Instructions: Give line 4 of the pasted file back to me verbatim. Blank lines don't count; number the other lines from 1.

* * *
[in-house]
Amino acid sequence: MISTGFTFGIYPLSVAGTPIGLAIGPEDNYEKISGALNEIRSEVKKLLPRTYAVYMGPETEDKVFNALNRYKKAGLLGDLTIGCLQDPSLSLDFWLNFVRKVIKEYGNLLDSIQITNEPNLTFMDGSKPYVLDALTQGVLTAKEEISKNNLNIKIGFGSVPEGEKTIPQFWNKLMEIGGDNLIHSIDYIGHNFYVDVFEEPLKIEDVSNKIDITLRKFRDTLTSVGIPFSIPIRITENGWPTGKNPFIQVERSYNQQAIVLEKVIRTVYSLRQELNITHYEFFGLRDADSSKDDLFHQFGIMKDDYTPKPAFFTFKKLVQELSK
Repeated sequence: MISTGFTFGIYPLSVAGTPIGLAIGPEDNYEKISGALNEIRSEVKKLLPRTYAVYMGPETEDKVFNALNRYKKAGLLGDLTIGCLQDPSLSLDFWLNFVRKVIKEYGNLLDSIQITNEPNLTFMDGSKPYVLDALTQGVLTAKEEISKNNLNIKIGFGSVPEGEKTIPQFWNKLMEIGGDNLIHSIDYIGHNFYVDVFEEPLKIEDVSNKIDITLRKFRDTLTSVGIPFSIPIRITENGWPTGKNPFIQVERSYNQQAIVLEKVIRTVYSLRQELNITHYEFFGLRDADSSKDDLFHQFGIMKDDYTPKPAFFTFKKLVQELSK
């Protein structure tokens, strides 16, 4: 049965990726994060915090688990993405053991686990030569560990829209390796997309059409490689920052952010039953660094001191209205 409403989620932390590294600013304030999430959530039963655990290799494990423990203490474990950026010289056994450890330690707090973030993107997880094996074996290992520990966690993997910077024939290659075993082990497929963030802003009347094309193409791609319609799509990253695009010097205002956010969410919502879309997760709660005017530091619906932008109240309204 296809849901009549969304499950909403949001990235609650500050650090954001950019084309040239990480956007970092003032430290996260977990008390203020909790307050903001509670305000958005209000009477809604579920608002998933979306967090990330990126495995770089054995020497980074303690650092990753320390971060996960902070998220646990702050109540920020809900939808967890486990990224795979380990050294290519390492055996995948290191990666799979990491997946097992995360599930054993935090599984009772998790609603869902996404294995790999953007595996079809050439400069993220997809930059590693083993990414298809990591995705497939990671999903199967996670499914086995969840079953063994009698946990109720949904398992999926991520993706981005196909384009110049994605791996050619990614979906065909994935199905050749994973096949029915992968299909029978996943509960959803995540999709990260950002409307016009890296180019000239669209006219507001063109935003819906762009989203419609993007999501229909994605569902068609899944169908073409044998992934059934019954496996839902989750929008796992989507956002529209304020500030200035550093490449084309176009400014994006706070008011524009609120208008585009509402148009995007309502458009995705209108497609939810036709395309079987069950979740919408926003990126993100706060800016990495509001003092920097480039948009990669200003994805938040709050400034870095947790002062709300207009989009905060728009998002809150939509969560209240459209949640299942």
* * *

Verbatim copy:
């Protein structure tokens, strides 16, 4: 049965990726994060915090688990993405053991686990030569560990829209390796997309059409490689920052952010039953660094001191209205 409403989620932390590294600013304030999430959530039963655990290799494990423990203490474990950026010289056994450890330690707090973030993107997880094996074996290992520990966690993997910077024939290659075993082990497929963030802003009347094309193409791609319609799509990253695009010097205002956010969410919502879309997760709660005017530091619906932008109240309204 296809849901009549969304499950909403949001990235609650500050650090954001950019084309040239990480956007970092003032430290996260977990008390203020909790307050903001509670305000958005209000009477809604579920608002998933979306967090990330990126495995770089054995020497980074303690650092990753320390971060996960902070998220646990702050109540920020809900939808967890486990990224795979380990050294290519390492055996995948290191990666799979990491997946097992995360599930054993935090599984009772998790609603869902996404294995790999953007595996079809050439400069993220997809930059590693083993990414298809990591995705497939990671999903199967996670499914086995969840079953063994009698946990109720949904398992999926991520993706981005196909384009110049994605791996050619990614979906065909994935199905050749994973096949029915992968299909029978996943509960959803995540999709990260950002409307016009890296180019000239669209006219507001063109935003819906762009989203419609993007999501229909994605569902068609899944169908073409044998992934059934019954496996839902989750929008796992989507956002529209304020500030200035550093490449084309176009400014994006706070008011524009609120208008585009509402148009995007309502458009995705209108497609939810036709395309079987069950979740919408926003990126993100706060800016990495509001003092920097480039948009990669200003994805938040709050400034870095947790002062709300207009989009905060728009998002809150939509969560209240459209949640299942």